1. We believe that the restrictive definition of marriage as "between a man and a woman" is binding of our pastoral discernment and unduly restricts our conscience. Such a definition does not find congruity with the established legal definitions in five U.S. states, the District of Columbia, and numerous countries in the world.
2. We recognize an individual clergy's pastoral discernment in making decisions relating to same gender marriages according to individual congregational needs, regional law, individual conscience and Biblical conviction.
3. We recognize that restrictive language hinders our pastoral care duties to members in full standing and shackles our liberty in Christ. Such language makes us choose between the new openness we are called to (G-3.0401) and enduring unscrupulous charges made in the courts of the church. We are either a church for all people or we are not (G-4.0401-3).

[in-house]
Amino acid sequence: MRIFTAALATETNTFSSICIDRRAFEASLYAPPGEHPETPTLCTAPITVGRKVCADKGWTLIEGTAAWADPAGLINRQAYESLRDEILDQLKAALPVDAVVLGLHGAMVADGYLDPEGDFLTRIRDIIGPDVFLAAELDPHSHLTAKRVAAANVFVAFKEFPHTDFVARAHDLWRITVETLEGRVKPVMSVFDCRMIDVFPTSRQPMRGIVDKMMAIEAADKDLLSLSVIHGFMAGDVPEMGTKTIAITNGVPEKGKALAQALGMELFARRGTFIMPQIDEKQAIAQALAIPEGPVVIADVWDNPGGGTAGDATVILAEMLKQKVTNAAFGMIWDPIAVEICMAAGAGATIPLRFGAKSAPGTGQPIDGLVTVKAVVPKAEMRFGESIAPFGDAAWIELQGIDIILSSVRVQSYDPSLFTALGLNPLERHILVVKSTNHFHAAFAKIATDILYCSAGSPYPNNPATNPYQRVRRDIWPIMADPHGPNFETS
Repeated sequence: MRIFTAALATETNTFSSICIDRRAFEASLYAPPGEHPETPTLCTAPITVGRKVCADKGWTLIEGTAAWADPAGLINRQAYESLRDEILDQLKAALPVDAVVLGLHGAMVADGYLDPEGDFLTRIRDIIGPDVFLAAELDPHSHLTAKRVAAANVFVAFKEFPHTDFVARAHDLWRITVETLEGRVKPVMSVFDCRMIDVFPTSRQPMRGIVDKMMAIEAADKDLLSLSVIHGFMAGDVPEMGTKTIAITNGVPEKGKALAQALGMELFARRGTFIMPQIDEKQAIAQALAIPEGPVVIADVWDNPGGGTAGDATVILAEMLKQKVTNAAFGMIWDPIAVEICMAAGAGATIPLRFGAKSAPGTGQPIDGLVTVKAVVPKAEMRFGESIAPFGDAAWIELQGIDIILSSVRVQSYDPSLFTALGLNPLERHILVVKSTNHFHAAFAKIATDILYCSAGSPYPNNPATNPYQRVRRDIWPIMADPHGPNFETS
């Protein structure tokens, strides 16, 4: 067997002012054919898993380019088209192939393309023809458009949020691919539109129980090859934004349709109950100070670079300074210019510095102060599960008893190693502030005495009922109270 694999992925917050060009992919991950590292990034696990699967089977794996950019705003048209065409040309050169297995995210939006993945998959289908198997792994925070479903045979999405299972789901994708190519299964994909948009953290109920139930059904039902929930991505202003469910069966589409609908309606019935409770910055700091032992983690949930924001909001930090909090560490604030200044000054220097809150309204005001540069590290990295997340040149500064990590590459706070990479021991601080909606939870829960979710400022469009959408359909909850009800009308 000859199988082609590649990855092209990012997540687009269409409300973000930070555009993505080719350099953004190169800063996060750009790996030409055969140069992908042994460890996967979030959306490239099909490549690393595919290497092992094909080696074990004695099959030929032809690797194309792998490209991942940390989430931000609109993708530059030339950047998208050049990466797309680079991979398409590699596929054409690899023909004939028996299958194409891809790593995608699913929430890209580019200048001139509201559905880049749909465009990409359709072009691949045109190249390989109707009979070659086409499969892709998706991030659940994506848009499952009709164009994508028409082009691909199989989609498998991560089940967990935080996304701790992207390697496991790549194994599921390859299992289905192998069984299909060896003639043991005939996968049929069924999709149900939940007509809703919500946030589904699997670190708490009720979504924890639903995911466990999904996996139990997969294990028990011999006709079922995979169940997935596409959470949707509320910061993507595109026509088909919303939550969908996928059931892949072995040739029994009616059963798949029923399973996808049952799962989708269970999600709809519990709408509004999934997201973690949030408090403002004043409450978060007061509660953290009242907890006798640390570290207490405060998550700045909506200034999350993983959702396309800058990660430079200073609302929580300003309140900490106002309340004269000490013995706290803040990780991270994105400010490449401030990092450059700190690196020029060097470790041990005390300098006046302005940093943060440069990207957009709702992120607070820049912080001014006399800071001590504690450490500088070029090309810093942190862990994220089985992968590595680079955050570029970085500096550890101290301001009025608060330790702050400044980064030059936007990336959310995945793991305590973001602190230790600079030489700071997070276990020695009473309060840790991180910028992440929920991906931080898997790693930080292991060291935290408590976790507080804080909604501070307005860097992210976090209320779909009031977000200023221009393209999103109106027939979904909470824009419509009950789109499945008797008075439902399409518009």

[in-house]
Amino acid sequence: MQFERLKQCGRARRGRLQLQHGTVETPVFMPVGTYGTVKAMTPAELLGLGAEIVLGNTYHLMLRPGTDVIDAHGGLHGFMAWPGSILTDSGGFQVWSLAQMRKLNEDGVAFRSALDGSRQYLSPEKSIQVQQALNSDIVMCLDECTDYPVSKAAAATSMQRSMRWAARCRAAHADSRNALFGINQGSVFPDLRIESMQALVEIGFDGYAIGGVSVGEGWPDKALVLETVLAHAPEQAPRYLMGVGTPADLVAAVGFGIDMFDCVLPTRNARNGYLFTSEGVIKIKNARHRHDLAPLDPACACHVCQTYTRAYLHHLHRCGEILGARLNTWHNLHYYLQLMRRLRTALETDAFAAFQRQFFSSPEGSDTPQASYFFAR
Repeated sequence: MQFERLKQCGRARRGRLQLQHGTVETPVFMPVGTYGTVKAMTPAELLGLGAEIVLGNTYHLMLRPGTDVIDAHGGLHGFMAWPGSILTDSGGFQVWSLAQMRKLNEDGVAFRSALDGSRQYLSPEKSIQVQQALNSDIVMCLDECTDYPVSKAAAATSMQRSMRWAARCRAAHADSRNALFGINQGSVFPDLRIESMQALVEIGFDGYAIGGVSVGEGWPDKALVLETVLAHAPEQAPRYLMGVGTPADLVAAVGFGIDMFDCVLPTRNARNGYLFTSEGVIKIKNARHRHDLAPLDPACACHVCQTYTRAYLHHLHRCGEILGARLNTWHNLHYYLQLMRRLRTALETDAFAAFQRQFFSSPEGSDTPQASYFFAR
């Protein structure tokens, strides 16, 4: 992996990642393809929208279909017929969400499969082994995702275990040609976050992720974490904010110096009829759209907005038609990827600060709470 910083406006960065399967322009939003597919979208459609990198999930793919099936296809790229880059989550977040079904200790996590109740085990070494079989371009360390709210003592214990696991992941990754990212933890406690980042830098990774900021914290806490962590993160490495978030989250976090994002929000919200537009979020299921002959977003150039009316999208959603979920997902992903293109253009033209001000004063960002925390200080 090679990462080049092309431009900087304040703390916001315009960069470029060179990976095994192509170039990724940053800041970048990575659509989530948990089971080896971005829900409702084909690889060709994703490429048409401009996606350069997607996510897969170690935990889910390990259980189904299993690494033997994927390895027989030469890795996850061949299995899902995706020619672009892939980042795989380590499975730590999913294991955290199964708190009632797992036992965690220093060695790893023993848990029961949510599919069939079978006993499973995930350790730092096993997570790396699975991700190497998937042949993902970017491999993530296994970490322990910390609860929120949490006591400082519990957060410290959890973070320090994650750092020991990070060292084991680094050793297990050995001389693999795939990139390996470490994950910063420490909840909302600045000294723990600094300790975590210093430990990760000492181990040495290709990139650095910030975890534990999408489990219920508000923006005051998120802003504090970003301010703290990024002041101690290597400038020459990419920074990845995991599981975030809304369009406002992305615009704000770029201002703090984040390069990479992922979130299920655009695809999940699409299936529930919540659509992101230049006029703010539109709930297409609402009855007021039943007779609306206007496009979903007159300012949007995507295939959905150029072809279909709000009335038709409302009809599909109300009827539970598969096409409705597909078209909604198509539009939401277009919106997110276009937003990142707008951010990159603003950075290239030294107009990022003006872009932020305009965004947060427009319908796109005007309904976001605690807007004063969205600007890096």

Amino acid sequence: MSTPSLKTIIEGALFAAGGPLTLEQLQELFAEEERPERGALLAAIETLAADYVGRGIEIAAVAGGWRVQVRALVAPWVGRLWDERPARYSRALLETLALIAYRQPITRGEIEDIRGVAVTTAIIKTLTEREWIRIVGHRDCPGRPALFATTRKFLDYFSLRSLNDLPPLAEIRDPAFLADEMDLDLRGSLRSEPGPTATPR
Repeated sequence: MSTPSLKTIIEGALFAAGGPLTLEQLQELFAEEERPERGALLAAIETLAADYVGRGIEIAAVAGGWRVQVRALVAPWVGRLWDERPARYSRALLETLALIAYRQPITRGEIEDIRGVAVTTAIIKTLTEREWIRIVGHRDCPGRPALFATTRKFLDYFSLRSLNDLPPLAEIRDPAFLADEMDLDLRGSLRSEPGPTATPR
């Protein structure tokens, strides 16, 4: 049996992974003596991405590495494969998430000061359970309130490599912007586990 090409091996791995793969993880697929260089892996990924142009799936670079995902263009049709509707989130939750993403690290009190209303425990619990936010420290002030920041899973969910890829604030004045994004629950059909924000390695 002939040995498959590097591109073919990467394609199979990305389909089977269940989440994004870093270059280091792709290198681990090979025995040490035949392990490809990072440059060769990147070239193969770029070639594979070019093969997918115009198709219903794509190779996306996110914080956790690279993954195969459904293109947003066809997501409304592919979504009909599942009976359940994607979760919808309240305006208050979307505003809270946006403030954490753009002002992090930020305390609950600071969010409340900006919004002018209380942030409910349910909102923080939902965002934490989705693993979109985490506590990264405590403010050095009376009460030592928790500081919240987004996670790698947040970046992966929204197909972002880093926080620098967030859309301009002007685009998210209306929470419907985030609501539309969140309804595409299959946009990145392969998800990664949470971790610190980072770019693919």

4. We believe that binding our liberty in Christ in matters to which we believe the Spirit of God is directing us runs counter to our confessional and reformed heritage, which calls us to encourage covenant faithfulness and love rather than thwart it.
5. We believe that Christ's teaching, the Pauline witness, and our confessions guide us to reject binding our consciences against actions we believe stem from the Spirit of God.
6. We call on people of good faith to cease from using our church courts to promote schism for their definition of purity.
7. We believe that Sessions should be able to approve the use of their church buildings for all marriages, especially since they will know the people requesting services of marriage better than those in higher governing bodies. A national policy ties the hands of the local Session, and diminishes their church's ministry of pastoral care.
8. Out of scruples we cannot and will not abide by overly restrictive ecclesial/liturgical definitions of marriage continued by the 219th General Assembly.